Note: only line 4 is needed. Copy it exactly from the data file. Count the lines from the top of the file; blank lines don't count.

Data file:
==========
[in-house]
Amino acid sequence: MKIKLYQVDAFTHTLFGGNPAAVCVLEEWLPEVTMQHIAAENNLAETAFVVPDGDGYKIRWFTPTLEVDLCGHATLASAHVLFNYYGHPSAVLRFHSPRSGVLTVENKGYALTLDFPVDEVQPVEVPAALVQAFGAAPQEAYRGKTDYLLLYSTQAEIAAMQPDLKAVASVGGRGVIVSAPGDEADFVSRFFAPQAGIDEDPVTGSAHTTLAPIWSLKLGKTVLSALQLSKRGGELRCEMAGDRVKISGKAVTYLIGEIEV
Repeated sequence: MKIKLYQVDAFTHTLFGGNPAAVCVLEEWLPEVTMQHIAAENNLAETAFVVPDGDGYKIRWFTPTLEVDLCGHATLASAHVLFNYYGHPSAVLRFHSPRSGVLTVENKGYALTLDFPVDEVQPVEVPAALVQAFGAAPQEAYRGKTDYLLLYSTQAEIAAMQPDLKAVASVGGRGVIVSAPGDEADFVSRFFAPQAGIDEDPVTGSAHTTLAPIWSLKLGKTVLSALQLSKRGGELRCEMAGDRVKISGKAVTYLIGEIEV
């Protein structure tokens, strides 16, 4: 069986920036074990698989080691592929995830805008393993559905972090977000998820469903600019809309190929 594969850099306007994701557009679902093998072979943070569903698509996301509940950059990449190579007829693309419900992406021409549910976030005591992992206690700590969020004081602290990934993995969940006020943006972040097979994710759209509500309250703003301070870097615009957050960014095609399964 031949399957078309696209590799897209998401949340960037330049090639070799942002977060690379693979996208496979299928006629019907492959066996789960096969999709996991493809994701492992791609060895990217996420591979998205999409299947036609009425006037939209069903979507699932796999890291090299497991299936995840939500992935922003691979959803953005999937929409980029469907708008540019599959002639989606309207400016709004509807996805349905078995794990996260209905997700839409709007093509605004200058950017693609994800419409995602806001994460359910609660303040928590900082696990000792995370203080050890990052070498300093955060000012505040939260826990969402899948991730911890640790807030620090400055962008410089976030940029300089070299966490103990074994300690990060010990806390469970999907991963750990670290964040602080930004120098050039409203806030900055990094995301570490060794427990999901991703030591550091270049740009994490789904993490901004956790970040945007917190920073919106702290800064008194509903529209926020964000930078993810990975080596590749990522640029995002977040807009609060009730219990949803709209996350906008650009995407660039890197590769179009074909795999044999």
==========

């Protein structure tokens, strides 16, 4: 069986920036074990698989080691592929995830805008393993559905972090977000998820469903600019809309190929 594969850099306007994701557009679902093998072979943070569903698509996301509940950059990449190579007829693309419900992406021409549910976030005591992992206690700590969020004081602290990934993995969940006020943006972040097979994710759209509500309250703003301070870097615009957050960014095609399964 031949399957078309696209590799897209998401949340960037330049090639070799942002977060690379693979996208496979299928006629019907492959066996789960096969999709996991493809994701492992791609060895990217996420591979998205999409299947036609009425006037939209069903979507699932796999890291090299497991299936995840939500992935922003691979959803953005999937929409980029469907708008540019599959002639989606309207400016709004509807996805349905078995794990996260209905997700839409709007093509605004200058950017693609994800419409995602806001994460359910609660303040928590900082696990000792995370203080050890990052070498300093955060000012505040939260826990969402899948991730911890640790807030620090400055962008410089976030940029300089070299966490103990074994300690990060010990806390469970999907991963750990670290964040602080930004120098050039409203806030900055990094995301570490060794427990999901991703030591550091270049740009994490789904993490901004956790970040945007917190920073919106702290800064008194509903529209926020964000930078993810990975080596590749990522640029995002977040807009609060009730219990949803709209996350906008650009995407660039890197590769179009074909795999044999």